There are subtle yet effective variations in weights and style of the fonts. As far as weight is concerned, a font can be as thin as a hair strand to thick fonts. The fonts can be well spaced and tightly condensed as well. Thick fonts generally work well for short names as it makes the name of the brand look more impactful. However, choosing to use a thick font for a lengthier name might look bulky and messy. On the other hand, using a thin font would look great for billboards; however, it would barely be visible for use in business cards in smaller font sizes. Thin fonts help give the brand a delicate feel hence it is ideal to be matched with a refined logo. Heavier fonts should be used when the brand wants to mark it more assertive.

Many fonts have distinctive weight or other characteristics that make it stand out from the rest of the characters within the chosen font. Such elements create a visual interest in the logo that appeals to people. Since these characters are distinctive, it also helps the audience associate those characters with the brand in their brain subconsciously.  Suppose the brand’s name is The Bread Brothers, using a font which has a distinctive ‘E’ would create visual interest as it is present in all three words at different intervals.  However, while choosing the font, make sure you don’t base it in terms of a character that gets repeated too many times in your logo. Anything more than three could act as a distraction more than a visual interest point.  These characters help your logo feel unique as well as avoid any pitfalls of an overlooked design rule.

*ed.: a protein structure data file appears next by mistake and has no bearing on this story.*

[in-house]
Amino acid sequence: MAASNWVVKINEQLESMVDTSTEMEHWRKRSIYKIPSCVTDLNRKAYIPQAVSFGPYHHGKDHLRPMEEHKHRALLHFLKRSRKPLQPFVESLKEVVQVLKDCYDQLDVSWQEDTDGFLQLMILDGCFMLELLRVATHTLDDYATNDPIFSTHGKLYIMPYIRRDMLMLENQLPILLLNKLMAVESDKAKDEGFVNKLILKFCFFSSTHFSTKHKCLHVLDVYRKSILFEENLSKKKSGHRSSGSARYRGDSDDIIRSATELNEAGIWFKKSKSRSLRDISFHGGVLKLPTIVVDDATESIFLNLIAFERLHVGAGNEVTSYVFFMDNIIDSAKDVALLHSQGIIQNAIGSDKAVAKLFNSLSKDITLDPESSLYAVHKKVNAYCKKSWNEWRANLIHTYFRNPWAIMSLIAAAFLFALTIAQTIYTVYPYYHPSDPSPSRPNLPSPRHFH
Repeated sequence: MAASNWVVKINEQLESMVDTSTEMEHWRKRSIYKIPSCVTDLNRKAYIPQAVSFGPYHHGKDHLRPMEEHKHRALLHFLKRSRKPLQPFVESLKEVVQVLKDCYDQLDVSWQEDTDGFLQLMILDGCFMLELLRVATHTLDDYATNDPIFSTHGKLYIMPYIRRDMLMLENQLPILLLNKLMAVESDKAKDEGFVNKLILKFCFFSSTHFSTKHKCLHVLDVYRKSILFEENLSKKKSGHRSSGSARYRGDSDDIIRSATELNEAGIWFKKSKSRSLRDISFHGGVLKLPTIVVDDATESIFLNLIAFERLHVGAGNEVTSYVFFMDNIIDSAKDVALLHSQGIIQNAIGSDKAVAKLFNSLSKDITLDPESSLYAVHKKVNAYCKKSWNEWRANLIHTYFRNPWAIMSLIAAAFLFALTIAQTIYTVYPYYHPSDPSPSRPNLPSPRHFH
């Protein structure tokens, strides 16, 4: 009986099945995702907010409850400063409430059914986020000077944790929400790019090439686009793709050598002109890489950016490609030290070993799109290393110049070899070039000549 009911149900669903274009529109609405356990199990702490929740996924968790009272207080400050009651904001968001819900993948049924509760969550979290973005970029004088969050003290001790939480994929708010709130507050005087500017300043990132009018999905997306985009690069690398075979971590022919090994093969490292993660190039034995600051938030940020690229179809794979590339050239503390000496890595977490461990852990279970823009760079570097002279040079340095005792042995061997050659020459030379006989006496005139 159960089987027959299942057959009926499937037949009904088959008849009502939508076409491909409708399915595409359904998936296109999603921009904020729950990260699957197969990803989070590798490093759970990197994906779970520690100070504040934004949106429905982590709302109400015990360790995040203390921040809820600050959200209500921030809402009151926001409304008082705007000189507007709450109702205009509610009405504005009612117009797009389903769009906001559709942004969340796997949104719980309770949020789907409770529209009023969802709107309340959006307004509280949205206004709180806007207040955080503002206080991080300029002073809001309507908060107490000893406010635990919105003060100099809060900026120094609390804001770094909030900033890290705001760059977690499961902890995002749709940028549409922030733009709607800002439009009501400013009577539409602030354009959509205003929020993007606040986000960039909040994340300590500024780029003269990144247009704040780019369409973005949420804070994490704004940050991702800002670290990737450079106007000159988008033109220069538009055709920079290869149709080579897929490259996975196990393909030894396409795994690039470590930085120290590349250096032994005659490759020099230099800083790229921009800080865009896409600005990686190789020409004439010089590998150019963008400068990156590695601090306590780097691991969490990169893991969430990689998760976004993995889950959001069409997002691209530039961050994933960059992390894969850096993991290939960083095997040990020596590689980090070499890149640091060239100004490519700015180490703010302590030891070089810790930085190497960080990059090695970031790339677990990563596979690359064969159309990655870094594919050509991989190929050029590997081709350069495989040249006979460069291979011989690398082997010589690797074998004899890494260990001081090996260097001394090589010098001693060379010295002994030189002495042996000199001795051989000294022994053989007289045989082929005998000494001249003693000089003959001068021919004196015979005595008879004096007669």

3. The font should be industry-relevant:

industry relevant

As a designer, you have the freedom to be creative. However, you also have a responsibility to stay relevant and make the brand’s logo in compliance with the niche they are in. The font and the logo style must match the industry that the brand is targeting. A logo doesn’t only focus on the look aspect; it also emphasizes how it feels. Finding answers to questions like if your brand needs to have a logo that shows historical relevance or modern, sleek design would help you build the logo better.

It would help you keep the fonts you choose relevant to the theme of the brand. Rustic fonts are generally better suited for mechanic shops, however, would feel off if used for a software brand. Hence put yourself in the industry’s point of view before deciding the theme and appropriate font for the brand’s logo. However, while trying to choose a font that meets both all these expectations, ensure to not shift to one side of the spectrum. You need to choose a font which is easily recognisable for their niche, yet don’t feel overdone.  The font shouldn’t impose the industry relevance on the users; it should be subtle and yet effective.

4. Understand how fonts can be paired:

font pairing